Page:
Synopsis “Our unlikely trio’s strange partnership begins as they investigate the mysterious death of a woman who conceives, carries to full-term and births a baby in the span of hours, and her baby who ages 80 years in a matter of minutes.
As the bizarre and seemingly unexplainable occurrences are explored, quirky Dr. Bishop runs extensive testing in the lab; his reluctant son Peter endures his new role as his father’s keeper; and Olivia turns to Massive Dynamic Chief Operating Officer Nina Sharp for assistance.
General Thoughts: If the pilot episode was about Olivia and her team passing “tests”, this episode was about making connections and putting the pieces together – “like a puzzle”. The title of the episode serves to illustrate the collision between Olivia’s past and present. Her world may have been turned upside down, but the same old stories are playing out – only now she is better equipped to solve them.
This episode retains the prize for being the most X-Filesque of all Fringe episodes. This disconnected me from the story somewhat, as did the score. I also felt that some of the scenes were a bit ‘clunky’.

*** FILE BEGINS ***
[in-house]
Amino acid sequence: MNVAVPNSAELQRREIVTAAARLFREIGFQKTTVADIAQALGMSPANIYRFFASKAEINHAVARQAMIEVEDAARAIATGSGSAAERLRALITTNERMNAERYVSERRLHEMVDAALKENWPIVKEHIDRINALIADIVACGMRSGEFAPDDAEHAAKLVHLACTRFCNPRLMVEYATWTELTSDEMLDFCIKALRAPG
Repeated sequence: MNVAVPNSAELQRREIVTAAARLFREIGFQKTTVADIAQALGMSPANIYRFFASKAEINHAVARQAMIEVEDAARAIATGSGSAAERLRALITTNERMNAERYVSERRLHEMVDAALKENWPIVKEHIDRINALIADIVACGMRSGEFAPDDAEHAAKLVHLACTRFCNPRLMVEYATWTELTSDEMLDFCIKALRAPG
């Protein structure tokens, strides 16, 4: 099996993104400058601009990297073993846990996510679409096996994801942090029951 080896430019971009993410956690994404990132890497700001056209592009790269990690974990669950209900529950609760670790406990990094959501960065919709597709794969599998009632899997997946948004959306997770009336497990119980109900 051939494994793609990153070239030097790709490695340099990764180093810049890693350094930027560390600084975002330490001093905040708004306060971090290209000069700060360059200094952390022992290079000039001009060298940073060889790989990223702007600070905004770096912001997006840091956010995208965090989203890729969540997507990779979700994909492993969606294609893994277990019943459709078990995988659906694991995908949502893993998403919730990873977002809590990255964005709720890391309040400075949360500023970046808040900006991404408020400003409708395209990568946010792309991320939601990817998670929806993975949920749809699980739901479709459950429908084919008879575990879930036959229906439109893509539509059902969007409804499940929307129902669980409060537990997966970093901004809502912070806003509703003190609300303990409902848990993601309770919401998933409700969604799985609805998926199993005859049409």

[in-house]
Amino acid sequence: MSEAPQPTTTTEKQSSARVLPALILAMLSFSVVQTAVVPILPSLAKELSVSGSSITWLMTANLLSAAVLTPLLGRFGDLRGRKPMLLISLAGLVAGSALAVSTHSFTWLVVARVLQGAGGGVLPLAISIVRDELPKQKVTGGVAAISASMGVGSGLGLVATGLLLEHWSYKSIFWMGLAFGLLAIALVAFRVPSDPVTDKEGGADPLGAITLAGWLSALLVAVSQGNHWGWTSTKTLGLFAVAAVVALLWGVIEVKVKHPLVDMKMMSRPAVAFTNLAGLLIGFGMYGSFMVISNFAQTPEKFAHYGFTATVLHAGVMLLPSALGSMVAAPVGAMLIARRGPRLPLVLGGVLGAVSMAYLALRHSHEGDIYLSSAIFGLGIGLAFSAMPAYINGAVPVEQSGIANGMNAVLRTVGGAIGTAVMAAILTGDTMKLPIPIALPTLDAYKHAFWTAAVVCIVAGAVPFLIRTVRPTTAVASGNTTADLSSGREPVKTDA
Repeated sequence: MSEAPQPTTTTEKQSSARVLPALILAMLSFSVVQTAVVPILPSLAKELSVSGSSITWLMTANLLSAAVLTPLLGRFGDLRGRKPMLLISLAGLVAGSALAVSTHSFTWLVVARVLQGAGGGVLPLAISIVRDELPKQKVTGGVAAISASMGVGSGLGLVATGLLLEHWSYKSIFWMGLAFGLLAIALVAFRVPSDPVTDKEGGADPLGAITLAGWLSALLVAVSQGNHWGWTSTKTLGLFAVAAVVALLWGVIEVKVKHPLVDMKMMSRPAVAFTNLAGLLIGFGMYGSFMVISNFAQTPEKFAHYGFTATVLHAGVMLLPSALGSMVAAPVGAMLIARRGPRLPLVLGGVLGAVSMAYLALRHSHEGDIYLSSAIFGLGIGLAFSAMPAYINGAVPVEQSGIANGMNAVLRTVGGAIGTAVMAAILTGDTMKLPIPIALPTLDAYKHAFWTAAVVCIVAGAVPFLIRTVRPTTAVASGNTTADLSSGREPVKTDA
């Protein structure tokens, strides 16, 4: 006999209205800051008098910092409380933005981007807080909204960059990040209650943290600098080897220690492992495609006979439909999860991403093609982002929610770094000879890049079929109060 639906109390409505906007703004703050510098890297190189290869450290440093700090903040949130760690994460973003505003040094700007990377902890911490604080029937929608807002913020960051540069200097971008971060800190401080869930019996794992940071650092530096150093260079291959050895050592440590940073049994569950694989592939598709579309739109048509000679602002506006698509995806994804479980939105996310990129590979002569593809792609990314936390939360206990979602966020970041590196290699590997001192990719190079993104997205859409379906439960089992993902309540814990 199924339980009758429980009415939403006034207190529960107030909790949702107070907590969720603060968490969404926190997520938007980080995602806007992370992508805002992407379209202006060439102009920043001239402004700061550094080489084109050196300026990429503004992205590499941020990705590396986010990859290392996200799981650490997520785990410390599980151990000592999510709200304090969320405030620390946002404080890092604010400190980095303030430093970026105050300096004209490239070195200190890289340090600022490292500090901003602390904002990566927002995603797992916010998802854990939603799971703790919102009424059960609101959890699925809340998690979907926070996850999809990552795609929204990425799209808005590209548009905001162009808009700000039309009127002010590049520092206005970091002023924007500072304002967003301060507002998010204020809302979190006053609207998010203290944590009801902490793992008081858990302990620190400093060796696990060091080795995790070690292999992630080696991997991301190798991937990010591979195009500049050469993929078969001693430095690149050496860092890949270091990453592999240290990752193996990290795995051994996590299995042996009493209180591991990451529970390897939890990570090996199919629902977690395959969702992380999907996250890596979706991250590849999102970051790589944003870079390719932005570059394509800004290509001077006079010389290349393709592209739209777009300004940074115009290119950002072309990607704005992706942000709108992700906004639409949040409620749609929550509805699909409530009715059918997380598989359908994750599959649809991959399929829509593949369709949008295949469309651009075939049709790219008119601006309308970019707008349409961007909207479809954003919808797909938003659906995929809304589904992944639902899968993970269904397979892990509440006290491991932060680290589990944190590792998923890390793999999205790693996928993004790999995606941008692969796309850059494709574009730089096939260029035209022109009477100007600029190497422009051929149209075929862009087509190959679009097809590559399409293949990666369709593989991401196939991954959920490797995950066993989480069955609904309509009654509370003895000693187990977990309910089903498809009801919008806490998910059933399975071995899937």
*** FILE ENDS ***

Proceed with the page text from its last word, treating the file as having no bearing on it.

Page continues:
Below I outline my New Observations and Perspectives, Unresolved Mysteries, Closed Mysteries and provide my Final Thoughts based on my rewatch of this episode.
New Observations & Perspectives
1.) Phillip Broyles seems to have extensive knowledge of Walter Bishop and his involvement in the Pattern, as evidenced during the ‘oversight committee’ meeting. This changes my perception of Broyles slightly – he seems even more knowing than I thought he was at this stage, with his p-p-p-poker face.